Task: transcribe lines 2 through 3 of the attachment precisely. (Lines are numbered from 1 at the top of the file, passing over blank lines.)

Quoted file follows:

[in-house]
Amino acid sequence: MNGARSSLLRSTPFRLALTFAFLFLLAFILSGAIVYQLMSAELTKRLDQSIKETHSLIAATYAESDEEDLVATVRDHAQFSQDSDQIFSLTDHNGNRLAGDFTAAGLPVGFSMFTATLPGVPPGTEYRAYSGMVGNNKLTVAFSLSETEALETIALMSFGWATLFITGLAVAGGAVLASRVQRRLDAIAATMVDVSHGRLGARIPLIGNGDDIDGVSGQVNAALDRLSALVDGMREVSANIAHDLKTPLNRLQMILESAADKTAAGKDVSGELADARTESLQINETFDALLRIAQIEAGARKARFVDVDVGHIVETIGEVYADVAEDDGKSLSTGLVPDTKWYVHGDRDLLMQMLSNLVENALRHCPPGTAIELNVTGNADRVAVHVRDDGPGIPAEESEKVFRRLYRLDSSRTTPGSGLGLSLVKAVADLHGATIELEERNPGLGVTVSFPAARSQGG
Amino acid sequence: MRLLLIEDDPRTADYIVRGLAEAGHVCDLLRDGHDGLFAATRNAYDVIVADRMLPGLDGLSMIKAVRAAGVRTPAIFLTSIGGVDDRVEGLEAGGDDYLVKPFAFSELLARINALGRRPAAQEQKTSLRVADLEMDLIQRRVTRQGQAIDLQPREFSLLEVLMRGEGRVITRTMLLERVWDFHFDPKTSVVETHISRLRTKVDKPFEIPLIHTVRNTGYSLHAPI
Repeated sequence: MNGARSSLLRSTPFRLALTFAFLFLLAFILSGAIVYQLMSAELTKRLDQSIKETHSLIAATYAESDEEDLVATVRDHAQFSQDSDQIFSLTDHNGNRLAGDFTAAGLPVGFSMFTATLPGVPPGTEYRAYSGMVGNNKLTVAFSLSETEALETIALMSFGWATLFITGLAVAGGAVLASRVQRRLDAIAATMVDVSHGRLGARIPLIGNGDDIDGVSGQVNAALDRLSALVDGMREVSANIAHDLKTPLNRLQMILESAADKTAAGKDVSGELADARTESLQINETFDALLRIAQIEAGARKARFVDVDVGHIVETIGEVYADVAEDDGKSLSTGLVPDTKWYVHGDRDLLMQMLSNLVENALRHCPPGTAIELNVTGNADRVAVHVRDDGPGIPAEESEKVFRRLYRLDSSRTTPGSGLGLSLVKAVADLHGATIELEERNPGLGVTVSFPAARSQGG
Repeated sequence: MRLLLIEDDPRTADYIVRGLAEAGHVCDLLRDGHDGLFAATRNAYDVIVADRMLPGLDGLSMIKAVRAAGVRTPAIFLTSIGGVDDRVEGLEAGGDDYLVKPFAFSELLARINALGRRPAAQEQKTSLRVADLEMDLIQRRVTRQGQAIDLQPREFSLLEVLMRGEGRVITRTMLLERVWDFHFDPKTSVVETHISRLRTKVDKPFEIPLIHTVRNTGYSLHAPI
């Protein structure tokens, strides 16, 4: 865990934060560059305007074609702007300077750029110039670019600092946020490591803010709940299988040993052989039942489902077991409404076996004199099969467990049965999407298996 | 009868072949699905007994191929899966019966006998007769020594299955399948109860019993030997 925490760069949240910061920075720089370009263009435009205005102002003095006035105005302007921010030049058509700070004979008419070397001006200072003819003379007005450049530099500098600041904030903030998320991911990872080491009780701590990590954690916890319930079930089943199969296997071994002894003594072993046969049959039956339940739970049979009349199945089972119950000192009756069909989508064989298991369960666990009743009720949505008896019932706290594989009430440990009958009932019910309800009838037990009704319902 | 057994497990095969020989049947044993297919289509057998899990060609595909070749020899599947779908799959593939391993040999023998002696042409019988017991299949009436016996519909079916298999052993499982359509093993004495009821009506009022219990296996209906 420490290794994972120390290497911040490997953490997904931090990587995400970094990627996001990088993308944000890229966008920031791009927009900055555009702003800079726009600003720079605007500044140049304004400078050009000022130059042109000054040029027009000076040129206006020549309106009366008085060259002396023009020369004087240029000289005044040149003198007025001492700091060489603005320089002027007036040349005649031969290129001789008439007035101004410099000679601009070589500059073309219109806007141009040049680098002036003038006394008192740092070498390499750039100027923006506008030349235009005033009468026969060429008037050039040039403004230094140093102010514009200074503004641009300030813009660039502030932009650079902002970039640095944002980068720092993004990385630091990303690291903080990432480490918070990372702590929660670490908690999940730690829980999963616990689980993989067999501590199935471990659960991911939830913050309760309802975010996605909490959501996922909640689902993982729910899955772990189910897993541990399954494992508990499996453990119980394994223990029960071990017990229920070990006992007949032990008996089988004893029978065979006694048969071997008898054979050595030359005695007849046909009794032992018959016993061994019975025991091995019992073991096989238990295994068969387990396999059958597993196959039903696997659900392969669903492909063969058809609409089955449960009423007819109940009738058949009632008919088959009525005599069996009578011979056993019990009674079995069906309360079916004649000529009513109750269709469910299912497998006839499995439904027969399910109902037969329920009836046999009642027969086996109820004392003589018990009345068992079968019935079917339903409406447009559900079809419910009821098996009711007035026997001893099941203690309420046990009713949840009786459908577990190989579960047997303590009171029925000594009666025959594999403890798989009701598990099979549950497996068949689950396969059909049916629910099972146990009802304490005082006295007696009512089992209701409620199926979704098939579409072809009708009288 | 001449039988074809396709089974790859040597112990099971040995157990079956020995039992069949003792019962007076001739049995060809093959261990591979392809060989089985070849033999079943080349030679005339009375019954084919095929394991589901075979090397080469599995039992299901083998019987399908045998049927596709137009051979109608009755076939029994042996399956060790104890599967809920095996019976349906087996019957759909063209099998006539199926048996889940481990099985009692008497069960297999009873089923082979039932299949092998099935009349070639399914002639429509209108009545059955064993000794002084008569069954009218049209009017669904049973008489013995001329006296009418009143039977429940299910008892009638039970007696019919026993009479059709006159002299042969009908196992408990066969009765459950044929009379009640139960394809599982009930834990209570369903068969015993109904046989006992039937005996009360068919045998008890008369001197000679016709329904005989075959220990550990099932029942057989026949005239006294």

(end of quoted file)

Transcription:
Amino acid sequence: MNGARSSLLRSTPFRLALTFAFLFLLAFILSGAIVYQLMSAELTKRLDQSIKETHSLIAATYAESDEEDLVATVRDHAQFSQDSDQIFSLTDHNGNRLAGDFTAAGLPVGFSMFTATLPGVPPGTEYRAYSGMVGNNKLTVAFSLSETEALETIALMSFGWATLFITGLAVAGGAVLASRVQRRLDAIAATMVDVSHGRLGARIPLIGNGDDIDGVSGQVNAALDRLSALVDGMREVSANIAHDLKTPLNRLQMILESAADKTAAGKDVSGELADARTESLQINETFDALLRIAQIEAGARKARFVDVDVGHIVETIGEVYADVAEDDGKSLSTGLVPDTKWYVHGDRDLLMQMLSNLVENALRHCPPGTAIELNVTGNADRVAVHVRDDGPGIPAEESEKVFRRLYRLDSSRTTPGSGLGLSLVKAVADLHGATIELEERNPGLGVTVSFPAARSQGG
Amino acid sequence: MRLLLIEDDPRTADYIVRGLAEAGHVCDLLRDGHDGLFAATRNAYDVIVADRMLPGLDGLSMIKAVRAAGVRTPAIFLTSIGGVDDRVEGLEAGGDDYLVKPFAFSELLARINALGRRPAAQEQKTSLRVADLEMDLIQRRVTRQGQAIDLQPREFSLLEVLMRGEGRVITRTMLLERVWDFHFDPKTSVVETHISRLRTKVDKPFEIPLIHTVRNTGYSLHAPI